US emergency crews have shifted their focus to recovering bodies, not hoping to find survivors from a mudslide.
Hopes are fading of finding anyone still alive
Cadaver dogs have been brought to a site east of Los Angeles where five people are still missing.
Eleven bodies have already been recovered from two campsites hit by mudslides triggered by unusually heavy rains on Christmas Day.
Other people managed to escape the torrent of mud as it uprooted trees and rocks and surged into the campgrounds.
More than 20 people were at Saint Sophia Camp, a Greek Orthodox retreat near Waterman Canyon, when the heavy rainfall created a wave of mud 15 feet (4.5 metres) just after 1300 local time (2100 GMT).
A separate landslide hit a campground in nearby Devore where at least two people died and 32 trailers were buried.
The last survivors from the Saint Sophia camp were found within hours of the mud engulfing the caretaker's cabin where families were sharing Christmas lunch.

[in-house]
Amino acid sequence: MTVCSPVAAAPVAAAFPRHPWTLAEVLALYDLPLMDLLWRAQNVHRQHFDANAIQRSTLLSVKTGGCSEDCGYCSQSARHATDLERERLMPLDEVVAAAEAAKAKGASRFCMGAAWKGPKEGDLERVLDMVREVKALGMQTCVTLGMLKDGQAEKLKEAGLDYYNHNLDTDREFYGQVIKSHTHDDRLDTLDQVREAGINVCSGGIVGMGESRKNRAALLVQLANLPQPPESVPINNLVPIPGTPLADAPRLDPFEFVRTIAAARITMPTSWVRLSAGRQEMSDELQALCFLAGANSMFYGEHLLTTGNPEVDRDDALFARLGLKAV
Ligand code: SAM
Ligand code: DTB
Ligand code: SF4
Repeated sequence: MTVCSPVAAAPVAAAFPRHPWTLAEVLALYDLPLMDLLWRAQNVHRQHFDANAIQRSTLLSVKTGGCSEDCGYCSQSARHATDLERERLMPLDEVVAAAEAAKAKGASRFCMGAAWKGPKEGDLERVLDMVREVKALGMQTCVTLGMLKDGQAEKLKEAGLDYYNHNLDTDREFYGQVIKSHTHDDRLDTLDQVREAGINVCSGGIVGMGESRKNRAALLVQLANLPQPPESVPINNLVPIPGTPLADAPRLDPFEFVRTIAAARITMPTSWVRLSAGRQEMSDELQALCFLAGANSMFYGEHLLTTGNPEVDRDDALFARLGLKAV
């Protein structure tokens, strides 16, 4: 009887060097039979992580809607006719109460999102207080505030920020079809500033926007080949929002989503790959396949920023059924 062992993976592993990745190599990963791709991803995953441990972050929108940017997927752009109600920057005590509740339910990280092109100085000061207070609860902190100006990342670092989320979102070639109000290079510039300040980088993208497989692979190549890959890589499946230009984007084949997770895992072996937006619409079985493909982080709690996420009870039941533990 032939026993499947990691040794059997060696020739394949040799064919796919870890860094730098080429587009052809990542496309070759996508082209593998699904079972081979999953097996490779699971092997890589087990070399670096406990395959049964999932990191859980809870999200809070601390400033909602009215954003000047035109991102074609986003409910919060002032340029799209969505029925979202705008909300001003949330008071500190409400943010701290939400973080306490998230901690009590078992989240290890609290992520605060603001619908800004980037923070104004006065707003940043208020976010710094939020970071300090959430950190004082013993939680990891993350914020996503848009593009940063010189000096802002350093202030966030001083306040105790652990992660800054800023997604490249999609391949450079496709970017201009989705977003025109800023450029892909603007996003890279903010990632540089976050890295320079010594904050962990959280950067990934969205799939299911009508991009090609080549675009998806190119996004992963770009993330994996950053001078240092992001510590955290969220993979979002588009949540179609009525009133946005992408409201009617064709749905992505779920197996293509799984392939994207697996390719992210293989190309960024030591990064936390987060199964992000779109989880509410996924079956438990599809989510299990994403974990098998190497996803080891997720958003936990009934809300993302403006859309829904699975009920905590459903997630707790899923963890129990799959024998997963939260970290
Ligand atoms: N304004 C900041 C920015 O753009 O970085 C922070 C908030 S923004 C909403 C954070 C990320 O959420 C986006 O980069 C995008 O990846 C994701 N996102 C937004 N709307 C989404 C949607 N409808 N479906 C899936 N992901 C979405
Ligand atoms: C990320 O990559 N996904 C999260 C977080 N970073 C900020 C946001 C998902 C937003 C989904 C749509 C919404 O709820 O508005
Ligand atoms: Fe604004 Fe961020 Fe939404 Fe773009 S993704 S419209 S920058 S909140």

Three days later, Chip Patterson of the San Bernardino County Sheriff's Department acknowledged that the continuing effort was more likely to find bodies than survivors.
"It's been several days now and, basically, based on the description and what I've seen of the actual devastation and the nature of this disaster, our hopes are certainly not high for finding people alive. But we are still working on that, of course."
The Saint Sophia caretaker, his wife and one of his children are among the missing. Two of his daughters have already been found dead.
The recovery teams are hoping to reach all the victims before the arrival of another storm forecast to hit the area, which could make their work far harder.
The Christmas Day storm covered the area with about 3.5 inches (9 centimetres) of rain - the most severe downpour in the region for 20 years.
The area was previously hit by devastating wildfires in October and November that scorched tens of thousands of acres across southern California.
Experts say that made the canyon more susceptible to mudslides because there were fewer roots to bind the soil to the mountainside.